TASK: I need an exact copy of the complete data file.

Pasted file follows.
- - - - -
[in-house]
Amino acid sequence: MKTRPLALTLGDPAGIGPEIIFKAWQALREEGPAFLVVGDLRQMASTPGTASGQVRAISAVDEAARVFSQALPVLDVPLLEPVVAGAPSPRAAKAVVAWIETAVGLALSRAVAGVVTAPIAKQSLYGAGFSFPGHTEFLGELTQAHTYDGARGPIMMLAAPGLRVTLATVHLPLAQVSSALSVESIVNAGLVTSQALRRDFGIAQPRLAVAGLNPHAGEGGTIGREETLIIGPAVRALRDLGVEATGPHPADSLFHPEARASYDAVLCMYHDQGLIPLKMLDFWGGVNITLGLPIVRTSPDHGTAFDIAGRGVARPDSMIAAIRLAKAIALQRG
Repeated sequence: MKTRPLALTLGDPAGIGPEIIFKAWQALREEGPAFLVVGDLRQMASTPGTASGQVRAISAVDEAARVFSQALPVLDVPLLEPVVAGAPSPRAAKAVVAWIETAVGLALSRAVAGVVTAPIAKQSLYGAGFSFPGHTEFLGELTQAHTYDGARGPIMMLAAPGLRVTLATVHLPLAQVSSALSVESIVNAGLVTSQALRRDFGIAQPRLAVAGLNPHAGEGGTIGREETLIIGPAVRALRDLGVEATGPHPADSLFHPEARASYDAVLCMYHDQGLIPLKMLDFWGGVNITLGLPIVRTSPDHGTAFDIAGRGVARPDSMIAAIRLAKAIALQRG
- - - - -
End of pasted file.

[in-house]
Amino acid sequence: MKTRPLALTLGDPAGIGPEIIFKAWQALREEGPAFLVVGDLRQMASTPGTASGQVRAISAVDEAARVFSQALPVLDVPLLEPVVAGAPSPRAAKAVVAWIETAVGLALSRAVAGVVTAPIAKQSLYGAGFSFPGHTEFLGELTQAHTYDGARGPIMMLAAPGLRVTLATVHLPLAQVSSALSVESIVNAGLVTSQALRRDFGIAQPRLAVAGLNPHAGEGGTIGREETLIIGPAVRALRDLGVEATGPHPADSLFHPEARASYDAVLCMYHDQGLIPLKMLDFWGGVNITLGLPIVRTSPDHGTAFDIAGRGVARPDSMIAAIRLAKAIALQRG
Repeated sequence: MKTRPLALTLGDPAGIGPEIIFKAWQALREEGPAFLVVGDLRQMASTPGTASGQVRAISAVDEAARVFSQALPVLDVPLLEPVVAGAPSPRAAKAVVAWIETAVGLALSRAVAGVVTAPIAKQSLYGAGFSFPGHTEFLGELTQAHTYDGARGPIMMLAAPGLRVTLATVHLPLAQVSSALSVESIVNAGLVTSQALRRDFGIAQPRLAVAGLNPHAGEGGTIGREETLIIGPAVRALRDLGVEATGPHPADSLFHPEARASYDAVLCMYHDQGLIPLKMLDFWGGVNITLGLPIVRTSPDHGTAFDIAGRGVARPDSMIAAIRLAKAIALQRG